Valencia-based CLAP Studio brings multiple disciplines to bear when creating work for clients. Often, as it was for their Little Stories children’s footwear store project shown here, the end result looks like interior design. However, long before that design is created, careful, methodical thought is given to communication and marketing strategy. We asked CLAP Studio partner Angela Montagud about the process.
The interior of Little Stories shoe shop in Valencia, Spain designed by CLAP Studio. Photo: Daniel Rueda.
MOCO: It appears your studio is a one stop shop for branding, graphics, interiors and object design. Are you trained in all of those disciplines? Where do you start?
Angela Montagud: CLAP is made up of teams dedicated to specific disciplines. On the one hand, there is the design team that develops graphic and interior design. On the other, there is the communication, analytical and strategy team dedicated to create communication strategies adapted to each client. But these disciplines are often intertwined in many projects.
For example, to carry out an interior project for a brand, we need to start with a benchmarking and after that we draw up a strategy, this is done by both design and strategy teams. The same thing happens when we have to carry out a specific marketing campaign which needs strategy, analytics and a lot of design.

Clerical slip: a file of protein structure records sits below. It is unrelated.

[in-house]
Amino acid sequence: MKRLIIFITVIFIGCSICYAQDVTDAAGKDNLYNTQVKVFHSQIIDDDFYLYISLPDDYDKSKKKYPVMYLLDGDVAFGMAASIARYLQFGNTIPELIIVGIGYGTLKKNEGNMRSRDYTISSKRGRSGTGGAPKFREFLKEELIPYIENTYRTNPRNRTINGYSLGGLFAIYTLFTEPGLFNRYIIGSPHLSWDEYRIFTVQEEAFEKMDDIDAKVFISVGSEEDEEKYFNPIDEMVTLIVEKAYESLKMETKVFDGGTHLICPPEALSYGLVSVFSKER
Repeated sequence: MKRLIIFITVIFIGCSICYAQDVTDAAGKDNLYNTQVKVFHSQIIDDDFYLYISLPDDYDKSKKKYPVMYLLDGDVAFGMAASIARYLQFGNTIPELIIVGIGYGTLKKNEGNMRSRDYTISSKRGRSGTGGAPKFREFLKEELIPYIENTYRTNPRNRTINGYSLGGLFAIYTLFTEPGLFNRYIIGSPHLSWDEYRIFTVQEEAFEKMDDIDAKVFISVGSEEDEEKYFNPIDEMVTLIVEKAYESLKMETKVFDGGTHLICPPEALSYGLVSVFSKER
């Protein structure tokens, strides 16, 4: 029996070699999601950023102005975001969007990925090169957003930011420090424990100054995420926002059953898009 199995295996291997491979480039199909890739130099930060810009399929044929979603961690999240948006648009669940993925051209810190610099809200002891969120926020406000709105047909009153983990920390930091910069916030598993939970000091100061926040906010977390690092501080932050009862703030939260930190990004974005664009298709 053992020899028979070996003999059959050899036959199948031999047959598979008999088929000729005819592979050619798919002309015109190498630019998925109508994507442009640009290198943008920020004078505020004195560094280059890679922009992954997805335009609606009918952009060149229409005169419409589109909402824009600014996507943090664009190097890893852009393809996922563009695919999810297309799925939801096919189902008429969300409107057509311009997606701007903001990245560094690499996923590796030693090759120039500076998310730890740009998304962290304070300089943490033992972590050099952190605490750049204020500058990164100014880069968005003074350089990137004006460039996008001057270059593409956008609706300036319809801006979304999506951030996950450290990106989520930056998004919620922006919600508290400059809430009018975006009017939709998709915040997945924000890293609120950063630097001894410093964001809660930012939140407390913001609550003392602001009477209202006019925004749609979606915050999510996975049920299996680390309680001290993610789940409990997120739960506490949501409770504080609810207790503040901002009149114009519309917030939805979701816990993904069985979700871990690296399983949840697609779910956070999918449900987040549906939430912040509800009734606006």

We started CLAP with product and interior design. Our first project were the Offices we called ‘La Fabrica de ideas’, 300 square meters in which we designed both the interior and the furniture (except chairs). A great opportunity that we took advantage of.
CLAP Studio’s Angela Montagud and Jordi Iranzo. Photo: Pedro Jareno.
MOCO: Can you give us an example of a strategy you chose for a project?
Angela Montagud: This is a short question with a long answer. To explain a strategy we need to explain the background.
For example, for our ‘Little Stories’ project we started with a clear name, given by the client, to develop all the branding, interior design and website. For the first step – branding – we carry out different workshops with clients to get to know their business and product better. Little Stories was created with the aim of being a shoe store (selling Nike, Adidas, Puma, etc.) for children and babies that could also, in the future, be a platform for house brand collections or collaborations with other brands. Once the benchmarking was done and the brand values clear, we concluded that,
1. Little Stories must be a brand of brands. This means that it must be a brand with enough character and personality to be recognized and easily remembered, but, at the same time, it must also be versatile and flexible enough to let other brands be the real protagonists of its business.
2. Little Stories must be an adult-looking brand but with a child’s soul. It is a business that sells products for children but the final buyer is the adult.
3. Little Stories will not compete with Nike, Puma or Adidas but it must be up to the brand image.